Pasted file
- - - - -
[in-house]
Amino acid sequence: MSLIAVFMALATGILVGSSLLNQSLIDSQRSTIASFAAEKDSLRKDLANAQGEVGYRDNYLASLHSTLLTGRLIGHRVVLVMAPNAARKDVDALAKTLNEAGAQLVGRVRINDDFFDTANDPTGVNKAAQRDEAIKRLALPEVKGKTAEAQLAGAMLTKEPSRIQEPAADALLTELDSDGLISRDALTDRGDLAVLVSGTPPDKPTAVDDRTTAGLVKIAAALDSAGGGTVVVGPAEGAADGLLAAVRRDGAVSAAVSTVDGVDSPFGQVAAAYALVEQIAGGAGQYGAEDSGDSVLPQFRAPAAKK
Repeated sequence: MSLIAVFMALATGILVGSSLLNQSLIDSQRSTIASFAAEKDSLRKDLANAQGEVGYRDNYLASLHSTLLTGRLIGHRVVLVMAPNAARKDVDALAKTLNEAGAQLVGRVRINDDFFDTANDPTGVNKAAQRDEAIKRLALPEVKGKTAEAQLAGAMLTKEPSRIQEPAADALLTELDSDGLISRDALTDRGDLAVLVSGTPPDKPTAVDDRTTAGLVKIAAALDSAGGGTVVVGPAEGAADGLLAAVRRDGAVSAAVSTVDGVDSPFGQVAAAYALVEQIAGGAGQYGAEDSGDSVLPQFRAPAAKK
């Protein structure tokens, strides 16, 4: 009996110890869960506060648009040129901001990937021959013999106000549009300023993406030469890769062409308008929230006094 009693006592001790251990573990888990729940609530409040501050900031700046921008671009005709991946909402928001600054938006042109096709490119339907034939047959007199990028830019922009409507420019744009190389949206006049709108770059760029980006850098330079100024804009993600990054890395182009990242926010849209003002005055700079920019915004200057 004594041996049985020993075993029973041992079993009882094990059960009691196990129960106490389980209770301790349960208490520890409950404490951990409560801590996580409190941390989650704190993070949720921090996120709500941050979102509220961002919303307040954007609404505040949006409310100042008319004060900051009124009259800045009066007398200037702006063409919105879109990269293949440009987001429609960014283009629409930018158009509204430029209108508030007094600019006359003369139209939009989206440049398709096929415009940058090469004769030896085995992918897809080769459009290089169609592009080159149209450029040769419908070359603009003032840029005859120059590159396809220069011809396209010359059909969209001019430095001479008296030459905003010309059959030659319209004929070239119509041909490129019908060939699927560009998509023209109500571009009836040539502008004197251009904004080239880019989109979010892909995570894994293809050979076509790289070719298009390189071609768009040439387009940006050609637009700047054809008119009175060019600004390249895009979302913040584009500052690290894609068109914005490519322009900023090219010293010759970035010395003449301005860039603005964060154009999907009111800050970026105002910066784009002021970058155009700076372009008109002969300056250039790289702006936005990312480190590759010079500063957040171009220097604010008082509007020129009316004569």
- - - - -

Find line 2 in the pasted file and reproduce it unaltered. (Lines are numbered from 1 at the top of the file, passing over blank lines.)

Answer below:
Amino acid sequence: MSLIAVFMALATGILVGSSLLNQSLIDSQRSTIASFAAEKDSLRKDLANAQGEVGYRDNYLASLHSTLLTGRLIGHRVVLVMAPNAARKDVDALAKTLNEAGAQLVGRVRINDDFFDTANDPTGVNKAAQRDEAIKRLALPEVKGKTAEAQLAGAMLTKEPSRIQEPAADALLTELDSDGLISRDALTDRGDLAVLVSGTPPDKPTAVDDRTTAGLVKIAAALDSAGGGTVVVGPAEGAADGLLAAVRRDGAVSAAVSTVDGVDSPFGQVAAAYALVEQIAGGAGQYGAEDSGDSVLPQFRAPAAKK